Commercials have traditionally been as much a part of television as the TV shows themselves. Dating back to the very early days of the medium, advertisers have used it as a platform to push their products, pouring hundreds of millions of dollars into expansive campaigns targeted at specific audiences. But during that time, they’ve come up against opposition from the same people they’re trying to sell to. This in turn has led to sentiments that commercials should be eliminated entirely, and we have a hard time disagreeing. But why, you ask, should big-name companies abandon television entirely?
1. People straight up don’t like being sold to
The foremost reason for abolishing commercials is a simple one: Customers resent the hard sell. It’s why advertisers have spent years trying to make their sales pitches look like anything but ads. Things like native advertising and viral marketing have taken hold in recent years, all in a concerted effort to make people feel like they’re not being sold to.
Whether it’s on billboards, in internet pop-ups, or on TV, we as customers expend massive amounts of effort to avoid commercials, while advertisers continue to plow forward anyway. The numbers back this up too, with one study from Arris showing that 84% of people polled admitted that they prefer to fast-forward through commercials, while 60% claim they download or record TV specifically to avoid ads altogether.
2. TV advertising is horribly outdated
Back in the early days of television, commercials made sense from a strategic standpoint. They were an integral part of the TV-viewing experience, and with few other available mediums available for advertising, it was the flagship strategy for many companies. Modern technology though has made TV advertising irrelevant. According to The Guardian, “the increased use of smartphones and tablets detracts from TV commercials’ relevance. Last month, researchers found that viewers who focused just on the TV screen were able to recall 2.43 out of every three brands mentioned, while smartphone and tablet users only managed to recall 1.62 on average.” Basically, companies are pouring resources into an advertising medium that’s quickly getting overshadowed by new media.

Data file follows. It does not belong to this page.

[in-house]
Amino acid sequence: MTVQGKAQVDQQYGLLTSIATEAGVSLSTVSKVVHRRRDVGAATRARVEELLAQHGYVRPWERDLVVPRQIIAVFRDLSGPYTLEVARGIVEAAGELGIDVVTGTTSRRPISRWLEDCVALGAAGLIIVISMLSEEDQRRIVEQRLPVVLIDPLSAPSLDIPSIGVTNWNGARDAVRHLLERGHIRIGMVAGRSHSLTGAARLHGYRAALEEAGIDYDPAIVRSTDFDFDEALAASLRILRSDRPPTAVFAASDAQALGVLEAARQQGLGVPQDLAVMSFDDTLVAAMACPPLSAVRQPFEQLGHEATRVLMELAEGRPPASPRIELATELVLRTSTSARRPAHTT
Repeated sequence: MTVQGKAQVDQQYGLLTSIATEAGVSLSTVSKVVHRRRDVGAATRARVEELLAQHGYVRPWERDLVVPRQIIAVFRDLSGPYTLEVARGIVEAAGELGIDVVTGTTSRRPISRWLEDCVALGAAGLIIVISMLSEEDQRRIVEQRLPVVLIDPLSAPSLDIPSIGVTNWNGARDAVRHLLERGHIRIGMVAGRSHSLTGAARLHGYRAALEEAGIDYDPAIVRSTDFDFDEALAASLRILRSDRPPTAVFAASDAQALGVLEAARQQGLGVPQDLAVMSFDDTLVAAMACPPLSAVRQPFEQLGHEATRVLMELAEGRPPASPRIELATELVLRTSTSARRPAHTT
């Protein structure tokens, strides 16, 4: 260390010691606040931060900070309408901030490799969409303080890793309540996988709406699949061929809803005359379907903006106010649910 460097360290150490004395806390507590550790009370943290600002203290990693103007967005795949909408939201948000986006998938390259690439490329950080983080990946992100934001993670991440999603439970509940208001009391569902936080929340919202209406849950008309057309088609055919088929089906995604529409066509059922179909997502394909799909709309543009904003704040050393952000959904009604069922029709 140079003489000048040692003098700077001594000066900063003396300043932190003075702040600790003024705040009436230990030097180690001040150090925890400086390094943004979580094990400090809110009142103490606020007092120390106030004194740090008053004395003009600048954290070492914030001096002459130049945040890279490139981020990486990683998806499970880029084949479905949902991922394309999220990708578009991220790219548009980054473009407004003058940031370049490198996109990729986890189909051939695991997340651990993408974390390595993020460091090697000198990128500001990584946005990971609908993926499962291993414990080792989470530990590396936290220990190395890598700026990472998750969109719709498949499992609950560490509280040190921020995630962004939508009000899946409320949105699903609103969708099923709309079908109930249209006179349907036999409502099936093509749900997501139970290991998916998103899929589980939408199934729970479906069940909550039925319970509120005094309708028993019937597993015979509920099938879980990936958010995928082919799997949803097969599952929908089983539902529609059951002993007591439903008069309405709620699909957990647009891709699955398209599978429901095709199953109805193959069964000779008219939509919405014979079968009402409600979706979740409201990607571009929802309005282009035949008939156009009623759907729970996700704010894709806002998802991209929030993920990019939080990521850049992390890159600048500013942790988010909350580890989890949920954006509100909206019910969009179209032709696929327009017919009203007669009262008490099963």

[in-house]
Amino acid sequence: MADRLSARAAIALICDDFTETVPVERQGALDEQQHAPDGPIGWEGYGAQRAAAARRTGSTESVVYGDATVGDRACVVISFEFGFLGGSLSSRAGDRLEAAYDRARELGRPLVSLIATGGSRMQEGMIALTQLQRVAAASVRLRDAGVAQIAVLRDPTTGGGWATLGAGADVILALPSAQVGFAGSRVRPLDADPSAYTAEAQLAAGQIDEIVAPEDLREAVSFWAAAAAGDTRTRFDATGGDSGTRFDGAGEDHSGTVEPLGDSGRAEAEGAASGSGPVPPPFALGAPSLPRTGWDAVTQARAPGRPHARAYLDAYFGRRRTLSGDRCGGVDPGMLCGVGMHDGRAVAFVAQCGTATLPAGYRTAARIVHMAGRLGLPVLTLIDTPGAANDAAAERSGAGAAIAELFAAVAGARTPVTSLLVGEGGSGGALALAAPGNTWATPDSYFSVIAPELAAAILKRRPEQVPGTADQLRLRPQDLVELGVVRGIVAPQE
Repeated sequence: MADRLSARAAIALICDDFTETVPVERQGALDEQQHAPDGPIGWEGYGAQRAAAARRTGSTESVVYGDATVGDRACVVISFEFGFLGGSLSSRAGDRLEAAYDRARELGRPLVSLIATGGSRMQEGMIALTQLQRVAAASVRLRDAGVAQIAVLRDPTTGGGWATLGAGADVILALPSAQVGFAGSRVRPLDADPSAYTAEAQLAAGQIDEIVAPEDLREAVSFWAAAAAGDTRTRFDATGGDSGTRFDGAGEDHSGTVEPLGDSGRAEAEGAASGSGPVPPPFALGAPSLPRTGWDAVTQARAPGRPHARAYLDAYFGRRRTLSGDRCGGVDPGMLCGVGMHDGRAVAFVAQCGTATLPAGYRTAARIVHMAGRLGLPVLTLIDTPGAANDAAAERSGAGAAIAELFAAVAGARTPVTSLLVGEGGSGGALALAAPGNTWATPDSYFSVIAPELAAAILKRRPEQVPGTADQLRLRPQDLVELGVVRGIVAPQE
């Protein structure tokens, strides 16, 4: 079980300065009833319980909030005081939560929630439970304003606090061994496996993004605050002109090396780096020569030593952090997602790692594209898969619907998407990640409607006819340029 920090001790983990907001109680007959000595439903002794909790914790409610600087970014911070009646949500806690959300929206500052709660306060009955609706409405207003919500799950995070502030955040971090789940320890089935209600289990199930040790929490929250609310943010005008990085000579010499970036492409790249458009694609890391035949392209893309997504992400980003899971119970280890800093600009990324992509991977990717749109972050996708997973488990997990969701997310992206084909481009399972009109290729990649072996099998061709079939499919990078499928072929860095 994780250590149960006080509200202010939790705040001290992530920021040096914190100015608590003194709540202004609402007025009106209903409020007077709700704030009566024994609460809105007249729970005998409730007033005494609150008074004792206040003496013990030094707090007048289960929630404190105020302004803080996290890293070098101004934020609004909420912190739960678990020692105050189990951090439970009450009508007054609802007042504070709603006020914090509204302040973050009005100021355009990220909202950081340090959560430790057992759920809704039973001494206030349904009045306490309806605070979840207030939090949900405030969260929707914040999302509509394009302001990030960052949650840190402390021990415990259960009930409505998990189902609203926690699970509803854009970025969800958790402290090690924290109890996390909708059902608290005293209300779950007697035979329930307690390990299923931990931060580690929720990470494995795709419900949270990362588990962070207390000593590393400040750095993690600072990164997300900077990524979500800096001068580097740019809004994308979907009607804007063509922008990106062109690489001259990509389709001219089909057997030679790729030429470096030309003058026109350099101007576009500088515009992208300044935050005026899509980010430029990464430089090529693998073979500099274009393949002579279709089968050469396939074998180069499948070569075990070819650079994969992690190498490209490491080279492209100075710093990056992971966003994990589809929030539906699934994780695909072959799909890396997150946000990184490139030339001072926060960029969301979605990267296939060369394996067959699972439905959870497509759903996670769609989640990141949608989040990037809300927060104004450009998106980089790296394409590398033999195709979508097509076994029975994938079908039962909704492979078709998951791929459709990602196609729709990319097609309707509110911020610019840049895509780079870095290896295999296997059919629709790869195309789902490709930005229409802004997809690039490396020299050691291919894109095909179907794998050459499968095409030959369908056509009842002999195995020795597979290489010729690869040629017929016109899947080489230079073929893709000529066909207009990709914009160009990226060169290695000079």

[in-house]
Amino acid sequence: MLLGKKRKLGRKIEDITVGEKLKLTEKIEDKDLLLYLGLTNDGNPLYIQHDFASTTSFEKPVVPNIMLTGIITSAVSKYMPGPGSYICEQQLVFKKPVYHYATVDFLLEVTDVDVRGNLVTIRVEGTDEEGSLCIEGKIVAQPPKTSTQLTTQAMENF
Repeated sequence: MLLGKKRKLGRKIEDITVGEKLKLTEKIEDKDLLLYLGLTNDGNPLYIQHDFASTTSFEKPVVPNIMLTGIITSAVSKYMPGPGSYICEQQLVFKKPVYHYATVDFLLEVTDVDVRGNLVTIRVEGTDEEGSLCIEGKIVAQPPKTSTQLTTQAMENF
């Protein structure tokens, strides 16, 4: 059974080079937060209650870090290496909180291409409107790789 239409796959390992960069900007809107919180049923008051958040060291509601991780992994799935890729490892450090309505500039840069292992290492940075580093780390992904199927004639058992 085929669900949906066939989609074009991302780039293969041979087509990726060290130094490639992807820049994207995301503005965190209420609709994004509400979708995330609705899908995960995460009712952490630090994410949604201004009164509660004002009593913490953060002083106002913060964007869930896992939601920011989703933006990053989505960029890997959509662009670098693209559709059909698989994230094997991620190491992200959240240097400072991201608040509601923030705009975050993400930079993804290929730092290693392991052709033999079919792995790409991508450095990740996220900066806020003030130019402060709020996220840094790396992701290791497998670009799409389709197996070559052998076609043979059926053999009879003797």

3. There are other ways of reaching your customers
The fact that new media is distracting people during commercial breaks isn’t all bad for advertisers. What it does is give them entirely different ways to reach their customers. Native advertising, sponsored content, and viral marketing are all alternatives that blur the line between entertainment and advertising, creating a seamless, unobtrusive alternative. If your problem is that people don’t like feeling as though they’re being sold to, then sidestep that issue entirely and stop overtly screaming, “HEY THIS IS A COMMERCIAL AND YOU SHOULD WATCH.” Of course you’d come up against the issue of whether it’s morally copacetic to essentially trick your customer-base, but that’s another discussion entirely.
4. People are already finding workarounds
Even while many companies are relentlessly trying to push their ads on customers, people are finding a host of workarounds, both legal and illegal. Streaming options like HBO GO, Netflix, Hulu, and Amazon have given audiences a taste of that sweet, commercial-free nectar. Meanwhile, the rise of DVR has enabled people to fast-forward straight through breaks in the action. All that’s without even diving into alternatives like Popcorn Time and The Pirate Bay, which allow users to illegally download and stream virtually any TV show and movie sans advertisements. You can either try and battle the rising tide, or learn to swim in it, and it would serve advertisers well to do the latter.
5. Advertisers can evolve with the times or fail accordingly
All this leaves advertisers with one option: adapt or die. Customers are rapidly unplugging from the tried and true cable package, opting for any number of commercial-free options, from PlayStation VUE to Netflix. There’s a wealth of choices for anyone looking to avoid commercials, and if advertisers don’t figure out a way to exist in the world as it is, they’ll doom themselves to irrelevance. Basing your model off of what worked in the 1950s and ’60s isn’t exactly business-smart. The sooner companies learn this, the sooner they can figure out a way to exist in our brand new commercial-less world.
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